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El Clasico Live on GOtv Max on Saturday

first_imgSpanish aristocrats, Real Madrid, will on Saturday host their eternal rivals, Barcelona, at the Santiago Bernabeu in the 178th El Clasico. The famous rivalry between the two teams, which takes centre stage in Round 26 of the 2018/19 La Liga season, will be broadcast live and exclusive to GOtv MAX subscribers on SuperSport Select 4 (channel 34) at 8:45 pm.This would be the second LaLiga clash between the two rivals this season following the 5-1 win for Barcelona in October.Barcelona, the defending champions and current league leaders, will be buoyed by their 4-2 victory away at Sevilla last week. The Los Blaugrana, who are seeking their 18th win of the season, will be led into battle by captain Lionel Messi, who currently tops the LaLiga goal chart with 25 goals. But Real Madrid cannot be dismissed as no-hopers despite their patchy form this season. The Los Blancos, currently third on the log, trail Barcelona by a massive 12 points. Santiago Solari’s men will be encouraged by their hard-fought 2-1 win against Levante last Sunday and will need no other motivation to halt, even temporarily, their rival’s progress.They will rely on their talented strike force of Karim Benzema, Vinícius Jnr. and the resurgent Gareth Bale to deliver the much-needed goals. Form, however, rarely matters in the El Clasico, as it is a game traditionally runs on passion and near-tribal rivalry.Chief Customer Officer, MultiChoice Nigeria, Martin Mabutho, explained that the broadcast of the high-profile match to GOtv MAX subscribers is a way of giving football fans access to the best Spanish football live.“Real Madrid and Barcelona are the most famous teams in Spain and have huge following in Nigeria. Being the home of La Liga, we are delighted to bring to our subscribers the El Clasico on GOtv MAX,” he said.Mabutho urged GOtv subscribers, especially those on GOtv Plus, Value and Lite packages, to take advantage of the “Top Up” campaign and upgrade to GOtv MAX by paying a reduced fee of N2, 500 in order to have access to the game and other exciting programmes.This weekend’s LaLiga matches will kick off with the clash between Rayo Vallecano and Girona on Friday at 9 pm. The match will air live on SuperSport Select 4.Saturday’s games include: Espanyol versus Valladolid (showing at 1 pm on SuperSport Select 2 and 4); Villarreal versus Alaves (showing at 4:15 pm on SuperSport Select 4); Huesca versus Sevilla (showing at 6:30 pm on SuperSport Select 4).Games to be broadcast on Sunday are Eibar versus Celta Vigo (showing at 12 noon on SuperSport Select 2 and 4); Real Betis versus Getafe (showing at 4:15 pm on SuperSport Select 4); Real Sociedad versus Atletico Madrid (showing at 6:30 pm on SuperSport Select 4); and Valencia versus Athletic Bilbao (showing at 8:45 pm on SuperSport Select 4)Week 26 matches will be rounded off on Monday when Leganes take on Levante (showing at 9 pm on SuperSport Select 4).Share this:FacebookRedditTwitterPrintPinterestEmailWhatsAppSkypeLinkedInTumblrPocketTelegramlast_img read more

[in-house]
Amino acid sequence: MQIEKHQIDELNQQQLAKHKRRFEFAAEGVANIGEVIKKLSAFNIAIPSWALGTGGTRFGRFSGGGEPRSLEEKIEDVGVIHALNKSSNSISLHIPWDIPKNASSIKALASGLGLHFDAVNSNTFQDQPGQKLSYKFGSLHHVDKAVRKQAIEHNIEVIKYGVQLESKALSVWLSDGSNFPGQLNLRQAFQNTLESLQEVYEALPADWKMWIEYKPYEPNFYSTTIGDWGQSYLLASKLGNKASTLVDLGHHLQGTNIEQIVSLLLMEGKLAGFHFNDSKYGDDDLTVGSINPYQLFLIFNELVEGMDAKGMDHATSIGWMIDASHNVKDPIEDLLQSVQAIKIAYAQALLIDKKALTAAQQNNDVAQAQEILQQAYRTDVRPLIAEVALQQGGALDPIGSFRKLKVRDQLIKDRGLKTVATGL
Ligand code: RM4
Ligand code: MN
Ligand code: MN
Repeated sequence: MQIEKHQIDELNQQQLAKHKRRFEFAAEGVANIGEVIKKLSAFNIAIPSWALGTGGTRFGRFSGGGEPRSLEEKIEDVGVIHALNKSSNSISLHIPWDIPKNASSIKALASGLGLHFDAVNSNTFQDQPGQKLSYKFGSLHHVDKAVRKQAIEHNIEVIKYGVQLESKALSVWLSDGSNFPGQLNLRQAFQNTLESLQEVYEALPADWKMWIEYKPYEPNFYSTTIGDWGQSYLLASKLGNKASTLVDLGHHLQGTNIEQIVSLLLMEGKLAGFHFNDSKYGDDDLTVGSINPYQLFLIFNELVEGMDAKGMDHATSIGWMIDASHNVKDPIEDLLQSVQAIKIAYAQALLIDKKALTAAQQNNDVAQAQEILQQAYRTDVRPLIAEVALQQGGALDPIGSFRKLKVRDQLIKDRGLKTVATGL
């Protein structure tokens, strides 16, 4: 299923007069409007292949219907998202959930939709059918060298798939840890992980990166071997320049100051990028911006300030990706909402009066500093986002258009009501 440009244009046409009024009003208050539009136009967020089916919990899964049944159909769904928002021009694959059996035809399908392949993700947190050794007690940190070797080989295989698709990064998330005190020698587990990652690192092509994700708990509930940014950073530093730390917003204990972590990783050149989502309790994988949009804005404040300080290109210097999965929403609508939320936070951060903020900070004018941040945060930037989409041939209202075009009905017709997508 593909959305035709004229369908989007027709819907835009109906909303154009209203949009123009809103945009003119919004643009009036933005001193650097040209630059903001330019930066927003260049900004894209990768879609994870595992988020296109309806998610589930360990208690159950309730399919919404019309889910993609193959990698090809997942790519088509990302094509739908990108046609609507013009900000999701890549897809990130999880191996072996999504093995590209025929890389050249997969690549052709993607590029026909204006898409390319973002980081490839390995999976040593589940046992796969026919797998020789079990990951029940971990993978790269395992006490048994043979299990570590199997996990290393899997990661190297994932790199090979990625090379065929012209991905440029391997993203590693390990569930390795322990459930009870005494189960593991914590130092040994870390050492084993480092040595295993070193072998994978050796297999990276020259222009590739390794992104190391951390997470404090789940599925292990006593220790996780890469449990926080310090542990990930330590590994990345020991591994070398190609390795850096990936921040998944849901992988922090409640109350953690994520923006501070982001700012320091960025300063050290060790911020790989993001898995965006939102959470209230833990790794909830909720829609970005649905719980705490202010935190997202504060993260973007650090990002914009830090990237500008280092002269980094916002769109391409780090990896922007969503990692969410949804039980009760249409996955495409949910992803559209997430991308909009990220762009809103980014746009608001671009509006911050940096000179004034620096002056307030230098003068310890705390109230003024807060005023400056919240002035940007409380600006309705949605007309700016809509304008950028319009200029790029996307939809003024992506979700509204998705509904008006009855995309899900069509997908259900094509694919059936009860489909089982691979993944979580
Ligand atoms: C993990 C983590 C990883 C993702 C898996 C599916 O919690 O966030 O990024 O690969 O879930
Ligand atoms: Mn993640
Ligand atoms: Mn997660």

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2015 World Cup Finals on TV!

first_imgRelive the 2015 Touch World Cup Open’s finals on Channel Nine and GEM! The 2015 Touch World Cup Finals, featuring the best Touch Football talent on the planet across the Men’s, Women’s and Mixed (Open’s) divisions is set to light up Channel’s Nine’s Sunday NRL telecast from Sunday, 31 May with an hour-long highlights package of each divisions’ finals matches leading into the regular Sunday afternoon NRL timeslot (NSW and NT). In Queensland, the games will be broadcast earlier on Channel Nine’s GEM channel. Full times and dates of the broadcast can be found below. The Touch World Cup finals will be broadcast into over 50 countries across Asia Pacific and Europe via Fox International, Star TV and Eurosport. Australia continued its domination of the Touch World Cup in early May, recording its eighth successive Touch World Cup title, including wins in each of the three Open’s divisions. Don’t miss the 2015 Touch World Cup finals at the following times:New South Wales/ACT (Channel Nine)Mixed Open – Sunday, 31 May – 2:30pm followed by Dragons v Sharks Women’s Open – Sunday, 7 June – 2:30pm followed by Sharks v Roosters Men’s Open – Sunday, 14 June – 2:30pm followed by Titans v BulldogsQueensland (GEM)  Mixed Open – Sunday, 31 May – 9.30am Women’s Open – Sunday, 7 June – 10.00am Men’s Open – Sunday, 14 June – 10.00amNorthern Territory (Channel Nine)Mixed Open – Sunday, 31 May – 2:00pm followed by Dragons v SharksWomen’s Open – Sunday, 7 June – 2:00pm followed by Sharks v RoostersMen’s Open – Sunday, 14 June – 2:00pm followed by Titans v BulldogsTo watch highlights from the 2015 Touch World Cup, please visit the TWC YouTube channel – www.youtube.com/2015touchworldcup. Related LinksWorld Cup on TV!last_img read more